As part of an investigation of iron species in fossil wood at the New Cairo Petrified Forest, representative samples, collected from the area, were analyzed by inductively coupled plasma mass spectrometry (ICP-MS), X-ray diffraction (XRD), and Mössbauer spectroscopy at room temperature. The samples are composed of silica, with ~1.2 to ~17 wt.% Fe2O3, 0.21–0.92 wt.% Al2O3, and 0.001–0.71 wt.% MnO. The other oxides—including TiO2, MgO, CaO, Na2O, K2O, and P2O5—constituted ~0.24 to ~1.4 wt.% of the fossil wood. Mössbauer spectra of the samples, fitted using the hyperfine distribution method, showed a major sextet of Fe3+ in goethite (64.75–100%), another sextet of Fe3+ in hematite (27.62–31.94%), and a doublet (2.01–5.72%) that is attributable to octahedral Fe3+ in superparamagnetic phases. The presence of the iron in the trivalent state in all samples is consistent with high oxygen fugacity environments post-fossilization. Equivalent weights of goethite and hematite in these samples calculated using the relative spectral areas determined by Mössbauer spectroscopy and the iron contents by ICP-MS were 0.84–18.52 and 0.13–0.45 wt.%, respectively. Changes in goethite or hematite abundances in the samples had no effects on their hyperfine parameters.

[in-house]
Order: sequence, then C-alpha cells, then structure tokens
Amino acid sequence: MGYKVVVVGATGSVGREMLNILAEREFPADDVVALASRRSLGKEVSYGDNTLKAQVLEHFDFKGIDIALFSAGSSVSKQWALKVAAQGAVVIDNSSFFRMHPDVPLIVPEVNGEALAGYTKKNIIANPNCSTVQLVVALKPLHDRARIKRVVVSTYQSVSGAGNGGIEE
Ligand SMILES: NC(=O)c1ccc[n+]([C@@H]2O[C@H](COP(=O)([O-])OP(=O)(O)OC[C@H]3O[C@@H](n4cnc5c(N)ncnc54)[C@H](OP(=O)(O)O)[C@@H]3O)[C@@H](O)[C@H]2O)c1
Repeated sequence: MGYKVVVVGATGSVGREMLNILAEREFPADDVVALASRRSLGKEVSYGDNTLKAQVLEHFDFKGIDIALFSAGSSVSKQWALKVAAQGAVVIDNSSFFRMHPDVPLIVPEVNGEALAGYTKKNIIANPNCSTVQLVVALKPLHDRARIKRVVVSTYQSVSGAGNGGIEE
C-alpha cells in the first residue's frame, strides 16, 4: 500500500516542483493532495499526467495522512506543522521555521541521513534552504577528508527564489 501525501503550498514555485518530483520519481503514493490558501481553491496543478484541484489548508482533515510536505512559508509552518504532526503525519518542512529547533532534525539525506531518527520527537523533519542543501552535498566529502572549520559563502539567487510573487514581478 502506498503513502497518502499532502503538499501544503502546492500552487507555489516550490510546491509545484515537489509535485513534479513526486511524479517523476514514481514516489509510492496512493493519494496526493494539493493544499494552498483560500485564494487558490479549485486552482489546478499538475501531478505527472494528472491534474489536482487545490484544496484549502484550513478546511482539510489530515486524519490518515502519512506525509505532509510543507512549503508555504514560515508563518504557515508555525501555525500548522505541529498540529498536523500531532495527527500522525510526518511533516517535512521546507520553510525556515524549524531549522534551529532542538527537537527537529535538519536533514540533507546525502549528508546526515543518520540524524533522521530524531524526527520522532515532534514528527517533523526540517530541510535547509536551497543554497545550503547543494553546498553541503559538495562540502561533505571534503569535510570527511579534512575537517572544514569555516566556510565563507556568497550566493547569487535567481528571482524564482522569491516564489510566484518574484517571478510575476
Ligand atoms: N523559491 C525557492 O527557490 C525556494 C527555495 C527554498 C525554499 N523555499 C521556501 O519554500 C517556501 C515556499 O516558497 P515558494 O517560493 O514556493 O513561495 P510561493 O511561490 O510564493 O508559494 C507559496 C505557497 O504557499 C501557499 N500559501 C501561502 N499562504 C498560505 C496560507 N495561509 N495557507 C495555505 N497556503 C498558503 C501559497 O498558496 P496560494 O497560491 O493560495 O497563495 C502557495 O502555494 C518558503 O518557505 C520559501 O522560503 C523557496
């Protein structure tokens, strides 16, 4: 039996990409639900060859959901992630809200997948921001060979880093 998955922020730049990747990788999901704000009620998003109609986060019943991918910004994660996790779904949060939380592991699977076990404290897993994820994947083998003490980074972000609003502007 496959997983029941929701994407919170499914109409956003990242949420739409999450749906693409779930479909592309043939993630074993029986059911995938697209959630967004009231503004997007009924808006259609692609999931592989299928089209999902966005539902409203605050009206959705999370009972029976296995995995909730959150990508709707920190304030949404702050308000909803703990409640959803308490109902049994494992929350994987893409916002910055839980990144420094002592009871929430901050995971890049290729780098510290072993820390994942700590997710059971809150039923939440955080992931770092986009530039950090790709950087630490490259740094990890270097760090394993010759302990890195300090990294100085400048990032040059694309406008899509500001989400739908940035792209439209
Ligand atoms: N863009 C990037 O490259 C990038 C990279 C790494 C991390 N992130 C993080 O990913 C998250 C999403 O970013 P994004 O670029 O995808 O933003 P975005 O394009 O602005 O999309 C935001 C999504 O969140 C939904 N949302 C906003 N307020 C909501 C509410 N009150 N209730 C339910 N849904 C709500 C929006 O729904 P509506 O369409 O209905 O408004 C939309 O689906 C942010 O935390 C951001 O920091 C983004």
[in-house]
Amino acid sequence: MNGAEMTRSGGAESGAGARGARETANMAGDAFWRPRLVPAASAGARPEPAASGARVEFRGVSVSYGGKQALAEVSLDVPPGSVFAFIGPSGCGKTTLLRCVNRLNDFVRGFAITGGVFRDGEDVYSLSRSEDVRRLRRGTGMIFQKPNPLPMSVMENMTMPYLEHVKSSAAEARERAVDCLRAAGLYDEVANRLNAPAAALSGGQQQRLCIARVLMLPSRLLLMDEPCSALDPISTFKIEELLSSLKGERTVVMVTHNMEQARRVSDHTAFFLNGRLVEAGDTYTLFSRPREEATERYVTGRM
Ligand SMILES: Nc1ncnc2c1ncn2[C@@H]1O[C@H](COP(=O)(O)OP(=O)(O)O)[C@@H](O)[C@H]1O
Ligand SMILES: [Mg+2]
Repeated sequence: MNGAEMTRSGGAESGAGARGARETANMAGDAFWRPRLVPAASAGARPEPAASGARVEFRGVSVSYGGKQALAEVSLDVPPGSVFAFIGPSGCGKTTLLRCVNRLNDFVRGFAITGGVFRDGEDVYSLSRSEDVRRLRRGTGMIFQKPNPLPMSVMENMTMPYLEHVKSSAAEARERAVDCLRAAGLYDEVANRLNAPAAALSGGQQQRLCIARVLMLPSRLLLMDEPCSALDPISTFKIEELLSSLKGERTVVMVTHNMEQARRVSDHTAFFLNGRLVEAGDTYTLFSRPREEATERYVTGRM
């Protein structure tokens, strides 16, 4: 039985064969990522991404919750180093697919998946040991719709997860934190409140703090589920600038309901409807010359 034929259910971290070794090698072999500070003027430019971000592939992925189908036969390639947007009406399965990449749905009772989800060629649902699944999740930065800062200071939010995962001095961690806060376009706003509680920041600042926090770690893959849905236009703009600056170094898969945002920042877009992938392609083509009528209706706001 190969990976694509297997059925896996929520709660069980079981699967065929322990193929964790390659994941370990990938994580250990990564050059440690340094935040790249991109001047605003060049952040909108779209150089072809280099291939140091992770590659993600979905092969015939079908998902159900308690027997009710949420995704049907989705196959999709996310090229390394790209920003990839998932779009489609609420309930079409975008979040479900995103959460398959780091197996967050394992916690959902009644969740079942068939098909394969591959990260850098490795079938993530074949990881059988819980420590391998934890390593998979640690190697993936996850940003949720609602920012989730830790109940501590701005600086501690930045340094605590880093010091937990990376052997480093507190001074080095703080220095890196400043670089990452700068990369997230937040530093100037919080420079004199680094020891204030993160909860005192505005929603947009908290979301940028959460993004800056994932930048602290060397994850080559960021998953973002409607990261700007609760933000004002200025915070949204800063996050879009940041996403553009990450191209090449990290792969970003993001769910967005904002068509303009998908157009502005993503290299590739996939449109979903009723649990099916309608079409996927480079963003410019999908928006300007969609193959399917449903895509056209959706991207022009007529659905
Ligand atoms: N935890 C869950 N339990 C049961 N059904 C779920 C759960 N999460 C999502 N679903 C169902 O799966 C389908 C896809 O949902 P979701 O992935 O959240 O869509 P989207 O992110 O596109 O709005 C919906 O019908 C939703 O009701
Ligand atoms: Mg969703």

The observed changes in Mössbauer spectra of goethite in the samples studied have been attributed to poor crystallinity, rather than element substitutions. This resulted in a reduction of the average magnetic hyperfine field (to ~27 T) and an increase in the hyperfine field distribution widths. The effects of poor crystallinity were much less pronounced in the hematite spectrum, with the samples having average room-temperature magnetic hyperfine fields of ~50.2 T, as expected for bulk hematite. Silica substitutions for iron in the fossil wood samples cannot be ruled out, but the effects of such processes on hyperfine field distributions of the iron are unknown.

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